"confidence": 0.84,
    "created": "2017-11-12T05:00:05.113353Z",
    "text": "is now the united states of vineland",
    "segments": [
      {
        "start": 0.0,
        "confidence": 0.84,
        "end": 3312.0,
        "transcript": "is now the united states of vineland"
      }
    ],
    "audio_src_url": "http://www.moviesoundclips.net/download.php?id=3074&ft=mp3",
    "corpus_id": 262,
    "id": 40
  }
}

You did it!
Up next is a review of core concepts and some best practices for ensuring high quality results. If you want to jump right into the rest of the API Documentation, you can skip ahead to the API Endpoints.

Background

AssemblyAI is an API for customizable speech recognition. Developers and companies use the API for things like transcribing phone calls and building voice powered smart devices.

You can customize the API to recognize unlimited industry specific words or phrases unique to your product without any training required. For example, you can recognize thousands of person or product names, or better recognize common phrases, unique to your product.

We've developed our own, more affordable speech recognition architecture, and are able to pass those savings on to developers by charging a fraction of traditional speech recognition pricing.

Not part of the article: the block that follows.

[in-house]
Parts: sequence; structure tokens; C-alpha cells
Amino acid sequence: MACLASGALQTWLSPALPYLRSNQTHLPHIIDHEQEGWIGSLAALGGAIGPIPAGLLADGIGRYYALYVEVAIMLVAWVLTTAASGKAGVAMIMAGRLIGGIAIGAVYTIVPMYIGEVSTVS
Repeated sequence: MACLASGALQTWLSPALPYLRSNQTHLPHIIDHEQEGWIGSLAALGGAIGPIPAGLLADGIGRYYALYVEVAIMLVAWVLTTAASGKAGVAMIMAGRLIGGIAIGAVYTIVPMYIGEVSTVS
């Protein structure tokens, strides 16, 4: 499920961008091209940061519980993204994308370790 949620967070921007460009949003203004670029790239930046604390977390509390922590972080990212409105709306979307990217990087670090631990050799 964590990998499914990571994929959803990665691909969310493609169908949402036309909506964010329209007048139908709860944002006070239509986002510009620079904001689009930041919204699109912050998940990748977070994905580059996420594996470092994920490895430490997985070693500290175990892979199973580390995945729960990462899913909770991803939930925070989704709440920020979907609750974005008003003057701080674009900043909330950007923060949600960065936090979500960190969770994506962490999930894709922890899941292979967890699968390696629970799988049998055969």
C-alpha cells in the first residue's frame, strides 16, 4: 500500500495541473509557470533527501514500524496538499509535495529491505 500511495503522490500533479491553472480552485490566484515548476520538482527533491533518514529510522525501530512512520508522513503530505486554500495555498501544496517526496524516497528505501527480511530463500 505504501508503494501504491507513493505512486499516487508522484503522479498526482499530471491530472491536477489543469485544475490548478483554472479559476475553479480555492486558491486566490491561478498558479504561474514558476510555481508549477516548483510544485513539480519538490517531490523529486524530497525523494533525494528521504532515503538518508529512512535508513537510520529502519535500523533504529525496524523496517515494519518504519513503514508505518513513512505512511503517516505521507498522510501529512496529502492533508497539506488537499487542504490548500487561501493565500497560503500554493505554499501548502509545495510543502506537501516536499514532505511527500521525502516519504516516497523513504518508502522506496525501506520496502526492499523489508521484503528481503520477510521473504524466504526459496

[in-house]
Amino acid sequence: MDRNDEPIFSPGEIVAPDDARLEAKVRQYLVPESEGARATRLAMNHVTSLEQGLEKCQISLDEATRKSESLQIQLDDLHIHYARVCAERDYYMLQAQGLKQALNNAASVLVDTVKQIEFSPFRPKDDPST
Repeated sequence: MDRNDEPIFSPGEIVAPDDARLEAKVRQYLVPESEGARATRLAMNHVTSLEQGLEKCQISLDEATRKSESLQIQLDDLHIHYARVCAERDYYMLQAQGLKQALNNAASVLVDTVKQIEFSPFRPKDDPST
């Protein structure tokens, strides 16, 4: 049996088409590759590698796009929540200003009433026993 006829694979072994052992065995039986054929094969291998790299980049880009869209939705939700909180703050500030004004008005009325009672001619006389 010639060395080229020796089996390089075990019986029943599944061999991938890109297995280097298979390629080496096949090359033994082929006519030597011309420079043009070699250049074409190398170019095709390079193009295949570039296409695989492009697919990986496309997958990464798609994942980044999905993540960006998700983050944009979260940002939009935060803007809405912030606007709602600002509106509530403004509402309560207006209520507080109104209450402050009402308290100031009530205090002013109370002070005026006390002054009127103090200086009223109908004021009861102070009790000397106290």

For better accuracy, you’ll need to make a Corpus, which is list of example phrases and custom words that you transcribe frequently. You can create as many Corpora as you'd like. This improves the accuracy of the API for your use case. It also teaches the API to recognize any custom words (like person, song, or product names) unique to your use case.

For example, if you are transcribing Tech and Business Podcasts, you could create one Corpus for the Tech Podcasts that has all the technical words/phrases you need to recognize, and another Corpus for the Business Podcasts that has all the business words/phrases you need to recognize. Then, when you transcribe audio, you could select which Corpus to use depending on the type of Podcast.

The more specific your Corpus is, the more accurate the recognition will be.

Best Practices

Signal Processing

For best results, avoid all signal processing on the audio you send to the API. Doing so will have a negative impact on the accuracy in most cases. While the processed audio may sound cleaner to you, our neural network will be confused by it. Specifically, avoid any Background Noise Supression processing, and Automatic Gain Control (AGC).

Far-Field and Noisy Speech

Our model will do it's best to account for noise and for echo introduced from far-field settings, but for best results position the microphone as close to the user as possible.

Closed Domain Corpus

If you have a very narrow use case, where your end-users will only ever say a handful of words or commands, you can create a Closed Domain Corpus that will limit the API to recognizing only the words and phrases you need to support. This will greatly improve the accuracy of the results.